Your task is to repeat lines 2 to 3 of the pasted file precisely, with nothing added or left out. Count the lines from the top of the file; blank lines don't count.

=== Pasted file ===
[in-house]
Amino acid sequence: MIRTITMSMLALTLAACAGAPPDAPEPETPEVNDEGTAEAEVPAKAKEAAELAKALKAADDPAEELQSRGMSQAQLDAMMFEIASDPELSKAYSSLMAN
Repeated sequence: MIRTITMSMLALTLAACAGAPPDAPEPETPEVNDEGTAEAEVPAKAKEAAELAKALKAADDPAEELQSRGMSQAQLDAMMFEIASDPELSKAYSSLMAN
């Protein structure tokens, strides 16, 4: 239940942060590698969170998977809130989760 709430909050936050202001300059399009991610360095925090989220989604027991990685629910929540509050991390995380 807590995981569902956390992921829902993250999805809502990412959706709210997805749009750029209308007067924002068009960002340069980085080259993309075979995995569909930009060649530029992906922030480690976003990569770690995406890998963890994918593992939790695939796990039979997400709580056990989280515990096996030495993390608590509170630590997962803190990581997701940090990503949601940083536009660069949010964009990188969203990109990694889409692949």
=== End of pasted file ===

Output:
Amino acid sequence: MIRTITMSMLALTLAACAGAPPDAPEPETPEVNDEGTAEAEVPAKAKEAAELAKALKAADDPAEELQSRGMSQAQLDAMMFEIASDPELSKAYSSLMAN
Repeated sequence: MIRTITMSMLALTLAACAGAPPDAPEPETPEVNDEGTAEAEVPAKAKEAAELAKALKAADDPAEELQSRGMSQAQLDAMMFEIASDPELSKAYSSLMAN